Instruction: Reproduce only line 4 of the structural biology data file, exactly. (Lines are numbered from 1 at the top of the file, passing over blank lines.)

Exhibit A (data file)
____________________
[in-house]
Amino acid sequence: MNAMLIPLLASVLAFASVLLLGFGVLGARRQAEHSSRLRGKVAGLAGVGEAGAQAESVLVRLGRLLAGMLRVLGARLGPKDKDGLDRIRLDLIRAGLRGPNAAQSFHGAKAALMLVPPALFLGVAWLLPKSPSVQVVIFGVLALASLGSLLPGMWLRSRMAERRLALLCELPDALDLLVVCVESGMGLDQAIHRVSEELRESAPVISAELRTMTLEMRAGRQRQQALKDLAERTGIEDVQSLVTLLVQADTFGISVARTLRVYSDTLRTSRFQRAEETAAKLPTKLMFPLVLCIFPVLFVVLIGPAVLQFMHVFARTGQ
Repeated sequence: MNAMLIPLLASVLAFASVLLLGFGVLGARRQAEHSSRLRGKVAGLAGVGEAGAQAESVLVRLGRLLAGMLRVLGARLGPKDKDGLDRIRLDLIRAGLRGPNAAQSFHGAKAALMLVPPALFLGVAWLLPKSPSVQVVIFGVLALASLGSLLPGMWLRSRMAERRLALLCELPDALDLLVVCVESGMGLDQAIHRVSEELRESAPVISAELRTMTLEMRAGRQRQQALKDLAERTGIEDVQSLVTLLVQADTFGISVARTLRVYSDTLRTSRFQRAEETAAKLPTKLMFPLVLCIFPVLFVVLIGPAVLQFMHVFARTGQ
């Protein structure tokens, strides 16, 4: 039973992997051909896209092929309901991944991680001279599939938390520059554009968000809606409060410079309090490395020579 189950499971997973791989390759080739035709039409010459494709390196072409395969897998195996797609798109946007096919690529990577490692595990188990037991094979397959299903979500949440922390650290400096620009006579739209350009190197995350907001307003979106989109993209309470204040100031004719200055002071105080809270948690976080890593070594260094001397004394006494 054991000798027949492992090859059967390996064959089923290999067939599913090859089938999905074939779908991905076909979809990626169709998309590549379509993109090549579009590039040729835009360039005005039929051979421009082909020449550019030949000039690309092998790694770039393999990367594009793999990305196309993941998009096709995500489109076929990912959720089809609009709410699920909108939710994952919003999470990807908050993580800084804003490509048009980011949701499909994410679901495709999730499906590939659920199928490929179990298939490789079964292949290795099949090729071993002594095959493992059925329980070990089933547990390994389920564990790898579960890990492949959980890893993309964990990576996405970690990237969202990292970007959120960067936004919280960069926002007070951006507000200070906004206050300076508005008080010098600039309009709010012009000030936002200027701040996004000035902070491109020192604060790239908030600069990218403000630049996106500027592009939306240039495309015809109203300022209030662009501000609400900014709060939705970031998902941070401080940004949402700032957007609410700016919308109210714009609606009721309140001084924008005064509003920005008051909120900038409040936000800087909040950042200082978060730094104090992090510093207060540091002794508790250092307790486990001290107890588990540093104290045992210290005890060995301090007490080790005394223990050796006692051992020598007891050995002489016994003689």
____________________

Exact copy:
């Protein structure tokens, strides 16, 4: 039973992997051909896209092929309901991944991680001279599939938390520059554009968000809606409060410079309090490395020579 189950499971997973791989390759080739035709039409010459494709390196072409395969897998195996797609798109946007096919690529990577490692595990188990037991094979397959299903979500949440922390650290400096620009006579739209350009190197995350907001307003979106989109993209309470204040100031004719200055002071105080809270948690976080890593070594260094001397004394006494 054991000798027949492992090859059967390996064959089923290999067939599913090859089938999905074939779908991905076909979809990626169709998309590549379509993109090549579009590039040729835009360039005005039929051979421009082909020449550019030949000039690309092998790694770039393999990367594009793999990305196309993941998009096709995500489109076929990912959720089809609009709410699920909108939710994952919003999470990807908050993580800084804003490509048009980011949701499909994410679901495709999730499906590939659920199928490929179990298939490789079964292949290795099949090729071993002594095959493992059925329980070990089933547990390994389920564990790898579960890990492949959980890893993309964990990576996405970690990237969202990292970007959120960067936004919280960069926002007070951006507000200070906004206050300076508005008080010098600039309009709010012009000030936002200027701040996004000035902070491109020192604060790239908030600069990218403000630049996106500027592009939306240039495309015809109203300022209030662009501000609400900014709060939705970031998902941070401080940004949402700032957007609410700016919308109210714009609606009721309140001084924008005064509003920005008051909120900038409040936000800087909040950042200082978060730094104090992090510093207060540091002794508790250092307790486990001290107890588990540093104290045992210290005890060995301090007490080790005394223990050796006692051992020598007891050995002489016994003689």